(Windsor, March 20, 2019) – In 2018 Windsor-Essex County First Responder organizations were awarded a Ministry of Labour grant to develop strategies to enhance and support the mental health of First Responders. Since last year representatives from each First Responder agency in this region have been working together to establish a cohesive, coordinated approach to mental health including implementation of a collaborative Peer Support model. The work is being supported by the Canadian Mental Health Association, Windsor-Essex County Branch (CMHA-WECB), the Windsor-Essex County Health Unit (WECHU), Family Services Windsor-Essex, local hospitals, labour organizations, academics, clinicians and community support organizations.
“Although great inroads have been achieved as they relate to mental health and stigma, there is still much work to be done. This is particularly apparent when it comes to first responders who often fear they will be viewed as weak or ineffective if they share their struggles,” said Bruce Krauter, Chief, Essex-Windsor EMS.
Supporters (family/friends) of First Responders can also be adversely affected when a spouse, child or parent is struggling. To gain further insight into the needs of First Responders and their loved ones, a survey has been developed and those who have first responders in their lives (families, friends, and partners) are encouraged to complete the anonymous, non-identifying survey by May 31, 2019. Chief Don Williamson of Lakeshore Fire indicates, “In order to fully promote post-traumatic resilience, family members need to be involved in the recovery process as well.”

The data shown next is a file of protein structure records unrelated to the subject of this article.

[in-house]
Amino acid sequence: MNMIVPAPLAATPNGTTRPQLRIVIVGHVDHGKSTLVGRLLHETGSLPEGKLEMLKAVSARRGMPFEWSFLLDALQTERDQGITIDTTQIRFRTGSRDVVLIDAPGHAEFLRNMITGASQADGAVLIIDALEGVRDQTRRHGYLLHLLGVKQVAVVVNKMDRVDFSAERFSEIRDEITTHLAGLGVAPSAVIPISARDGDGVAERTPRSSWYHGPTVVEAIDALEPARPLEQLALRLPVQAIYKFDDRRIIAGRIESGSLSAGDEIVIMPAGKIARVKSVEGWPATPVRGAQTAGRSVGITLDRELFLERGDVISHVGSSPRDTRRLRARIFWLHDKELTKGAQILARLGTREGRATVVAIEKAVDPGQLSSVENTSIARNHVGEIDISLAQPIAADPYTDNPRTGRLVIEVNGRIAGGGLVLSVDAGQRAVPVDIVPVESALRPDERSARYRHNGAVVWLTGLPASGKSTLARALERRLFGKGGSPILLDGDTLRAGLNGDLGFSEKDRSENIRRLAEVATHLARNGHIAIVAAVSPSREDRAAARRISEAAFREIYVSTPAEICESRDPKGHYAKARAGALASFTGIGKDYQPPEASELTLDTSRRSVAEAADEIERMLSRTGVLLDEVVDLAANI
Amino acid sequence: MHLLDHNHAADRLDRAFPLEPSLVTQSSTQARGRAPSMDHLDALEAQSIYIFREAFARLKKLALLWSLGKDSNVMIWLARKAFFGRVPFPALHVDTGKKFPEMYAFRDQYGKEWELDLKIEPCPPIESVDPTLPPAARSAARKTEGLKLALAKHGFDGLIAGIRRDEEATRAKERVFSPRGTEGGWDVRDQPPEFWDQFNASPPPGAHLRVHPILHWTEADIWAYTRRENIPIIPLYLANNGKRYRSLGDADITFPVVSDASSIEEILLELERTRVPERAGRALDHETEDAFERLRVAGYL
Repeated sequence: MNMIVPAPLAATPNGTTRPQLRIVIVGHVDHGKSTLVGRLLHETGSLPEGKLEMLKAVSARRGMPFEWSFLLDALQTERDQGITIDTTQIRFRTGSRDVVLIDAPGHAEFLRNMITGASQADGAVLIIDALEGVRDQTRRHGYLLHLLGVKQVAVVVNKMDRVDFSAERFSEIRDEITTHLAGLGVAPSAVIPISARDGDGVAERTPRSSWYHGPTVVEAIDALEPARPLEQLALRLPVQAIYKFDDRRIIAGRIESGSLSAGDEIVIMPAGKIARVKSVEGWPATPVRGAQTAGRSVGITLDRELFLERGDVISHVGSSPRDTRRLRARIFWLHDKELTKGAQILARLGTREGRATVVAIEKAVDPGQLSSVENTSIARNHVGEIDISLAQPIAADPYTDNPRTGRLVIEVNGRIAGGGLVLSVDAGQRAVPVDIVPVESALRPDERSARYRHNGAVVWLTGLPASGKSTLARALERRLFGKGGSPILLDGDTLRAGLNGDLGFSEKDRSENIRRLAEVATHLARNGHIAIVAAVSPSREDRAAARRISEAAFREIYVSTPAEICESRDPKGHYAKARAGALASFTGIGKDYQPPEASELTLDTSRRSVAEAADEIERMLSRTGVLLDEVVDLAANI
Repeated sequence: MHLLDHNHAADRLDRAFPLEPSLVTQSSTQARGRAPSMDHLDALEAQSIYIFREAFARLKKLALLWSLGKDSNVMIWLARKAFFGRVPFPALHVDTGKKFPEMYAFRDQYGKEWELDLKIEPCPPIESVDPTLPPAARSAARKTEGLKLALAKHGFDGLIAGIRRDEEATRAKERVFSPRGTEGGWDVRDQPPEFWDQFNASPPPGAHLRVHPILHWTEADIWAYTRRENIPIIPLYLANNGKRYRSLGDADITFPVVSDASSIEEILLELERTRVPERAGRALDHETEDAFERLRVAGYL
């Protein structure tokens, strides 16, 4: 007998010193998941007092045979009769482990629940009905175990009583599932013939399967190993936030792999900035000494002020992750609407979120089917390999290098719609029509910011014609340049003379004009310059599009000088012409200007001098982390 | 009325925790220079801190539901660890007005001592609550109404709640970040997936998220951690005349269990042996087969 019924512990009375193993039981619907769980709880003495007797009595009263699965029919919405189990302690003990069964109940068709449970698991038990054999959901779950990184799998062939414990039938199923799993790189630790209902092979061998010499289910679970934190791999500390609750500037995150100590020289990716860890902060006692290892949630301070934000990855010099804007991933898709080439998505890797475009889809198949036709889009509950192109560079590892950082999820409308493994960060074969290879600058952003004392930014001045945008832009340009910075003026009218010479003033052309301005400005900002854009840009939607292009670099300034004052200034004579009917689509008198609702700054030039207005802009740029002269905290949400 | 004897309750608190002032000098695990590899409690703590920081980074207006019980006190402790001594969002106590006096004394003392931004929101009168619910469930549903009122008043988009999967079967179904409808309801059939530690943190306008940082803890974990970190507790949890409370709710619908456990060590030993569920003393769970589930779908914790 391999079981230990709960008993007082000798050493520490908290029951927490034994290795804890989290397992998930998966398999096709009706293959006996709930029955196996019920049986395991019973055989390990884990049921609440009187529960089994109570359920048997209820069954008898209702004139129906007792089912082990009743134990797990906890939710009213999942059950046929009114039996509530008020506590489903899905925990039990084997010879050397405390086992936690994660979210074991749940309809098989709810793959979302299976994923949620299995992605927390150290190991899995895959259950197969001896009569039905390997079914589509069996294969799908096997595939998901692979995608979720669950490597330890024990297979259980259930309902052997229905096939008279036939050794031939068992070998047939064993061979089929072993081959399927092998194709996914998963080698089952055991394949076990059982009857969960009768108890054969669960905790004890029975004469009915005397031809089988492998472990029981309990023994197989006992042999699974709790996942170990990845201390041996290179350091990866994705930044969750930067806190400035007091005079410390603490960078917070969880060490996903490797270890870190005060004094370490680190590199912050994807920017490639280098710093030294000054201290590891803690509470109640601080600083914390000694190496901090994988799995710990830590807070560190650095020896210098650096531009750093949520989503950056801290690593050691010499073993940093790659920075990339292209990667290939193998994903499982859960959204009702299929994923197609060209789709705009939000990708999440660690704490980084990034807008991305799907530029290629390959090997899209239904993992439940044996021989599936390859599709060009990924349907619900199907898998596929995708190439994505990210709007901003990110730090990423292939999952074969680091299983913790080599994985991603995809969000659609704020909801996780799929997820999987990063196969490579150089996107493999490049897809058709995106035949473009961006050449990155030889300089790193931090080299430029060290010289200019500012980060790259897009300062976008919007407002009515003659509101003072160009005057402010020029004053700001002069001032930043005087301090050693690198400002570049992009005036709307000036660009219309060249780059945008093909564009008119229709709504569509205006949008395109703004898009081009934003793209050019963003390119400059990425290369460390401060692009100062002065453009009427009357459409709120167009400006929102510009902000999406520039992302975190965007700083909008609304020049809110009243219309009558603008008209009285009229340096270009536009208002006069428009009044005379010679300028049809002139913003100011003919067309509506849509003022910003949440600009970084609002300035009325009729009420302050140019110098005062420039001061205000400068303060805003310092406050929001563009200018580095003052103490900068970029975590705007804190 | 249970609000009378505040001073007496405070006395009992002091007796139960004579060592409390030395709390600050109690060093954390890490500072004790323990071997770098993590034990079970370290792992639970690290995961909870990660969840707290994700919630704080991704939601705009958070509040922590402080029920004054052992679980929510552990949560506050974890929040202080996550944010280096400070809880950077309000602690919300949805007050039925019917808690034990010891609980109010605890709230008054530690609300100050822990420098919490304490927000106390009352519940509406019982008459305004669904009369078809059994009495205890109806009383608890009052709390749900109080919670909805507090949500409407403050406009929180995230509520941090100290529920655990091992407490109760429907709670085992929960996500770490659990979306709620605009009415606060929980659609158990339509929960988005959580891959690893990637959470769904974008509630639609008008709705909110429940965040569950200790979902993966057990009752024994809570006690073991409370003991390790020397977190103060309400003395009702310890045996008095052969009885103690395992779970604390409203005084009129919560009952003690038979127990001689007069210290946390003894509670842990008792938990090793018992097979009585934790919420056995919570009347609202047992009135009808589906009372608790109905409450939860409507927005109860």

The survey is hosted on the WECHU server, https://bit.ly/2Od2REw. All project partners are encouraged to post the survey link on their social media accounts and use the hashtag #helpushelpyourlovedones.
“This confidential survey will help us develop further resources and tools for First Responders in the years to come. It is an optimal way to collect information that can be reviewed annually,” said Inspector Tammy Fryer of Windsor Police Service.
First Responder Mental Health Statistics
A 2018 Canadian study surveyed a national sample of more than 5000 First Responders. Occupations included were (a) correctional workers; (b) dispatchers; (c) firefighters; (d) paramedics, and (e) police officers.
• 44.5% of public safety personnel screened positive for any mental health disorder.
• 23.2% of public safety personnel screened positive for PTSD.
• 29% of public safety personnel screened positive for a mood disorder.
Findings by occupation:
o 34.1% screened positive for any mental health disorder.
o 49.1% screened positive for any mental health disorder.
• Police Officers (municipal/provincial)
o 36.7% screened positive for any mental health disorder.